While 19 other localities have schemes for residential parking, Sliema has been battling to be included for over a decade.
“Sliema residents’ pleas for residential parking have been ignored for far too long,” Mayor Anthony Chircop lamented, adding his constituents have been fighting for it since 2008.
The busy seaside town had originally been given the go-ahead for extensive residential parking plans, with the exclusion of one or two streets.
It was delayed after internal issues in the local council, and in 2012, they sought to revive it. The local council finished the preparatory work, including signs and a system which would give half of parking spaces in each road to residents, in which non-residents could park for a maximum of two hours, and others which they could park in at any time.
“Everything was all set, and we even sent wardens out to inform people about the changes. All seemed all right, but when we placed these notices near our local council, we had a delegation from the Malta Union of Teachers (MUT) that objected saying ‘what about us’?” Chircop said.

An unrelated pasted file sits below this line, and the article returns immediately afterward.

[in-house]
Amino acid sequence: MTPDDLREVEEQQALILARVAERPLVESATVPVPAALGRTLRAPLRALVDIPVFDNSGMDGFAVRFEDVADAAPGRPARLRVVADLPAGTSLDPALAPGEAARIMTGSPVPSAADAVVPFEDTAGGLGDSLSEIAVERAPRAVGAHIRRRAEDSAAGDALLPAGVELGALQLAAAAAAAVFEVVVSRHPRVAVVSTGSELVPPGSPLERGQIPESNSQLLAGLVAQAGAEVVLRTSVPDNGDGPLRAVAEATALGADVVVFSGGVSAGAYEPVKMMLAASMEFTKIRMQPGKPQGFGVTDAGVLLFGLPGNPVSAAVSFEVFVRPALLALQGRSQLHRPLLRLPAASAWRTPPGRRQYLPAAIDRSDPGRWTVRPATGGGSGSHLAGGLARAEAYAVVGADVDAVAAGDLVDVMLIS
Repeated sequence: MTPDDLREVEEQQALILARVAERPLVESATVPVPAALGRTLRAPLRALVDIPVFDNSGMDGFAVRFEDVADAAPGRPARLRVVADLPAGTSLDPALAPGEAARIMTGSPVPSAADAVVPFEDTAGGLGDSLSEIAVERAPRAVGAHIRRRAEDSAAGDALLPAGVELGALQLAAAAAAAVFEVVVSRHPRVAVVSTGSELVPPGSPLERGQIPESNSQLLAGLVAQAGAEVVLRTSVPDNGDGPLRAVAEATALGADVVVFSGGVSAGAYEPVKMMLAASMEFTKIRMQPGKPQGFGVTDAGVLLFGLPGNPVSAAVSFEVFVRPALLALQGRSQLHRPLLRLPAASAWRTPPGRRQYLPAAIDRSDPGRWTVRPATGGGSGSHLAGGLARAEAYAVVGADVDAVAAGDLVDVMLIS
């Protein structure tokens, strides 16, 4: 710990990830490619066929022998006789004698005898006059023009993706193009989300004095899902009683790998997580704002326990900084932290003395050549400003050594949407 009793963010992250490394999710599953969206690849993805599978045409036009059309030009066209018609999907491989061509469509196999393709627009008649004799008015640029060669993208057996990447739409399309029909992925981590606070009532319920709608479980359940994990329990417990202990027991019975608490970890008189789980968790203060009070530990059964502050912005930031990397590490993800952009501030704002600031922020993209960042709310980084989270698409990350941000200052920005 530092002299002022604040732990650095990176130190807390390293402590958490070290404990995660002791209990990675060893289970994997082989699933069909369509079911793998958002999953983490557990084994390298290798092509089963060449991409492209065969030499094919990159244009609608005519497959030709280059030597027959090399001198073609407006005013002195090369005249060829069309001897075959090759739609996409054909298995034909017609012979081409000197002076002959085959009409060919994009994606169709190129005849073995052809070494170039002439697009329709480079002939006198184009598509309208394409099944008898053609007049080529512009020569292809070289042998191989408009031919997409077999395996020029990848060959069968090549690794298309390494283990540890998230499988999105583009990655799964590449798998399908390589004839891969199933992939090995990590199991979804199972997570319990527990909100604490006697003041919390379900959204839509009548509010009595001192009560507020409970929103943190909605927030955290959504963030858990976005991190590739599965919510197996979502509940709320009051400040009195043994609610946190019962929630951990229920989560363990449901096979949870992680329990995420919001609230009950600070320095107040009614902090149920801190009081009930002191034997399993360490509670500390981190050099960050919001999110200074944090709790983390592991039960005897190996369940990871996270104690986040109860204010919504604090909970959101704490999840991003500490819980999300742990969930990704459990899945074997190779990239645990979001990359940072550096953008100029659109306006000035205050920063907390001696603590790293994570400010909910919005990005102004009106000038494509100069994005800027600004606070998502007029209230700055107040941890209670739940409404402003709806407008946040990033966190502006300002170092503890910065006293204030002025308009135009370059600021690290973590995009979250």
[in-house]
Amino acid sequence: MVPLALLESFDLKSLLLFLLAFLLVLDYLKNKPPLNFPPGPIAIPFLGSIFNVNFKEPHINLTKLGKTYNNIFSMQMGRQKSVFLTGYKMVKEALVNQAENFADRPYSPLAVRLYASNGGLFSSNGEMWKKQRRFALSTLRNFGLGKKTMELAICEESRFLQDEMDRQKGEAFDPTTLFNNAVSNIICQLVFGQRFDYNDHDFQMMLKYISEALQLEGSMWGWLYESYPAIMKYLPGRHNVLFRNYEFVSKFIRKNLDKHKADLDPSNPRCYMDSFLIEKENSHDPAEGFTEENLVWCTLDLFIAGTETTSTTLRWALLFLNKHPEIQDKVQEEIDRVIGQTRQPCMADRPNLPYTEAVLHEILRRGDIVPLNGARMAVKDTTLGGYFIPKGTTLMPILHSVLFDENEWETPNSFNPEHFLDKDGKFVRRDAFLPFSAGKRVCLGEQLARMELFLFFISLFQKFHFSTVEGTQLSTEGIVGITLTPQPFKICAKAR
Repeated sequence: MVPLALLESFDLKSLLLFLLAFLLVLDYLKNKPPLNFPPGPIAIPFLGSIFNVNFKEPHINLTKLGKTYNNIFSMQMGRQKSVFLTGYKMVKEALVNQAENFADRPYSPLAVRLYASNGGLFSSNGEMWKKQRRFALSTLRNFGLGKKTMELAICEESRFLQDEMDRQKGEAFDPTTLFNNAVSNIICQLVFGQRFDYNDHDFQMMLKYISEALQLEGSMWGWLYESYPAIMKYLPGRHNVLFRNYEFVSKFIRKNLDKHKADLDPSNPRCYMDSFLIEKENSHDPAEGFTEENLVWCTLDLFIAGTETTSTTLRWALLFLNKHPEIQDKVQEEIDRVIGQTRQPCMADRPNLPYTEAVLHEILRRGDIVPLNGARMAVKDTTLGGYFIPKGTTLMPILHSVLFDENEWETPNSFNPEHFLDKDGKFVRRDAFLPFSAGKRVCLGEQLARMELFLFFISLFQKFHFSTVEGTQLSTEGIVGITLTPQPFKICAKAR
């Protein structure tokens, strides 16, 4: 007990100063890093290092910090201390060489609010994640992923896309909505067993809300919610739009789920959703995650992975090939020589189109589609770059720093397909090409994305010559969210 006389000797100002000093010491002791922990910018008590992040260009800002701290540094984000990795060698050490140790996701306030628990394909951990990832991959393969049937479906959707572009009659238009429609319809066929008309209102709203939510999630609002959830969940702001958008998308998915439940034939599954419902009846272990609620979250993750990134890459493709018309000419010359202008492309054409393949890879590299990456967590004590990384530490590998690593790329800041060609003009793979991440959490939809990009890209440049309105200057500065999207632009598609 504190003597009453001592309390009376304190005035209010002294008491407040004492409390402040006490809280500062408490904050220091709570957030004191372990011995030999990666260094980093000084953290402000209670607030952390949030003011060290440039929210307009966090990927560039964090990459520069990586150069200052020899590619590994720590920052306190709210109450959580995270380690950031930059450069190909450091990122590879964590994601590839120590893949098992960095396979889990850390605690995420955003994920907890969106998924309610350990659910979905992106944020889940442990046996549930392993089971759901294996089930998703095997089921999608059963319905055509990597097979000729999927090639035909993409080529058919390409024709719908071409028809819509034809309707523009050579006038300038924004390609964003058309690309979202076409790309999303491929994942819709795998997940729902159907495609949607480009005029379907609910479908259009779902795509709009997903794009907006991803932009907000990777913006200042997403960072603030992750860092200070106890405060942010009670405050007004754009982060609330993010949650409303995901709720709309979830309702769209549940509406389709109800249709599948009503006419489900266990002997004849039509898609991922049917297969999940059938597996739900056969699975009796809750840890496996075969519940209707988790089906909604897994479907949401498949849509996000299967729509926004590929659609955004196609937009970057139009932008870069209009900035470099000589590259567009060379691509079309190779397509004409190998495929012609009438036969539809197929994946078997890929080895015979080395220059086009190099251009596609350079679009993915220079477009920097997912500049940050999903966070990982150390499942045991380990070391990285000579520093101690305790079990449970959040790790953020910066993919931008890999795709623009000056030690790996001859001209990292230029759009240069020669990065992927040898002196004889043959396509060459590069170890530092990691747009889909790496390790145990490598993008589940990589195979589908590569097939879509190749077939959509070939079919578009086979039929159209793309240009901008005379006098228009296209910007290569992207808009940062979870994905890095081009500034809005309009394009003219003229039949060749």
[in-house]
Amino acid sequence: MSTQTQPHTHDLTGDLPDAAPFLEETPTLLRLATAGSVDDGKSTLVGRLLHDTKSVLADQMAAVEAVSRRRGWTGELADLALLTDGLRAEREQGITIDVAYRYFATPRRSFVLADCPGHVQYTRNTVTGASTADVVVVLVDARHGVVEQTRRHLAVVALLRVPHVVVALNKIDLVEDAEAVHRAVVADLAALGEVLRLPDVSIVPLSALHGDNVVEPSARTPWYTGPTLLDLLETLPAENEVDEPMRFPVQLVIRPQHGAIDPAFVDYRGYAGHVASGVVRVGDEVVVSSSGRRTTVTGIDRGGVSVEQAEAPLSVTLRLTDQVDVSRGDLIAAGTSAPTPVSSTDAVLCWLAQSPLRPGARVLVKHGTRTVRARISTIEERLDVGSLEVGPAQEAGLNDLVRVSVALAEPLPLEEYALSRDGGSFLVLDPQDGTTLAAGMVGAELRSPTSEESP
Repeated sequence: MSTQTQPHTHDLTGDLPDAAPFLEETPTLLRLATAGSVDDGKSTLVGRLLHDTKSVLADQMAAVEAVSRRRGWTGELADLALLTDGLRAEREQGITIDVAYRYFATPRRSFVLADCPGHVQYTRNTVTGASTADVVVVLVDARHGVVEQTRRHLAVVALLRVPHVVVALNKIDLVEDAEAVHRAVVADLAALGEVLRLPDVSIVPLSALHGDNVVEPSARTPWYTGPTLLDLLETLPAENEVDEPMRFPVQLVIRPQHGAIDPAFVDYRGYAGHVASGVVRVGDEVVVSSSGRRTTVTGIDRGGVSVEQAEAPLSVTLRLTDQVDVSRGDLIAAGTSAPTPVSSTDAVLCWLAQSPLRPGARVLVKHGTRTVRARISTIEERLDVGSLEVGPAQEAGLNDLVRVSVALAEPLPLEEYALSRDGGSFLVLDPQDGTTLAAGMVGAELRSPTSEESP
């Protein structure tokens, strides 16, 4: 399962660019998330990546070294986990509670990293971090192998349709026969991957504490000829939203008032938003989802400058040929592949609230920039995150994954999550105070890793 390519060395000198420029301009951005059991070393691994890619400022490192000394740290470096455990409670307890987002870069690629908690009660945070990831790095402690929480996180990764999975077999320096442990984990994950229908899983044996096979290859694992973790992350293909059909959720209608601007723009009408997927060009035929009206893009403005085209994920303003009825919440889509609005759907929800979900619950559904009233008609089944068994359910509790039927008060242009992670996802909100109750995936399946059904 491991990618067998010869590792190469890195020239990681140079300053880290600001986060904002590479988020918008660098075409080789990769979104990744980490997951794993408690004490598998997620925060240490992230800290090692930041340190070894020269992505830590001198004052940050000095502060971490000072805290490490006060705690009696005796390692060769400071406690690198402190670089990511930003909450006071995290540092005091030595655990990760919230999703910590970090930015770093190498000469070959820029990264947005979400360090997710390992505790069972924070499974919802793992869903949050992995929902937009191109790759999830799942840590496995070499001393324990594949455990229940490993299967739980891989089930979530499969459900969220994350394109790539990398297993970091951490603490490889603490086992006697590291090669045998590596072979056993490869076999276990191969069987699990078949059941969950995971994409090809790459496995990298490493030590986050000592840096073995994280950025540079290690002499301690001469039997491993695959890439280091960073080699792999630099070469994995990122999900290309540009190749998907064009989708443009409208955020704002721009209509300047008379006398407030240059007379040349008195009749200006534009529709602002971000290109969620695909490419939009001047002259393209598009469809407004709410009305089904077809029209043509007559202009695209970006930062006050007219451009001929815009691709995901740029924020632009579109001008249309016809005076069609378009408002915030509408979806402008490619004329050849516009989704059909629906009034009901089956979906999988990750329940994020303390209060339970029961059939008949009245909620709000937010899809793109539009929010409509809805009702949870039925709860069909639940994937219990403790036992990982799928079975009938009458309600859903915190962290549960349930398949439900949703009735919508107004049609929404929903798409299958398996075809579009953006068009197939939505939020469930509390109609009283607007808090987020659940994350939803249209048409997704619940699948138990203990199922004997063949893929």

“We suggested they carpool, some teachers even lived in Sliema or Gżira and San Ġwann,” the Mayor continued, adding that all the surrounding towns have their own residential parking systems.
MUT objected and threatened to call a strike, saying they would not come to school early so parents couldn’t drop off their children.
Then, Joe Mizzi, the minister responsible for planning at the time, suspended all applications for additional parking in Malta.
“But we already had our grant, so he came out with a legal notice specifically cancelling the two legal notice that entitled Sliema to grant the scheme.”
It’s been an uphill battle ever since.
“The fact that other localities have residential parking shows the move was illogical, it’s either good or bad, you can’t pick and choose like this,” Sliema Councillor and lawyer Paul Radmilli added.
“We need to plan with all stakeholders and form pressure groups to deal with this. We were even ready to talk with the teachers’ union but there wasn’t a willingness to compromise,” Chircop lamented.
“The Minister took us for a ride. He said he would come up with a holistic plan. We were promised that there was a national plan but nothing ever came to light.”
Since then, there have been three ministers of transport, but the councillors say they have never managed to formally discuss reviving the scheme.
And with coffee shops taking up more road space, more garages and electric cars taking existing spaces, parking in Sliema has become more and more of a nightmare for residents.
Do you think Sliema should get residential parking?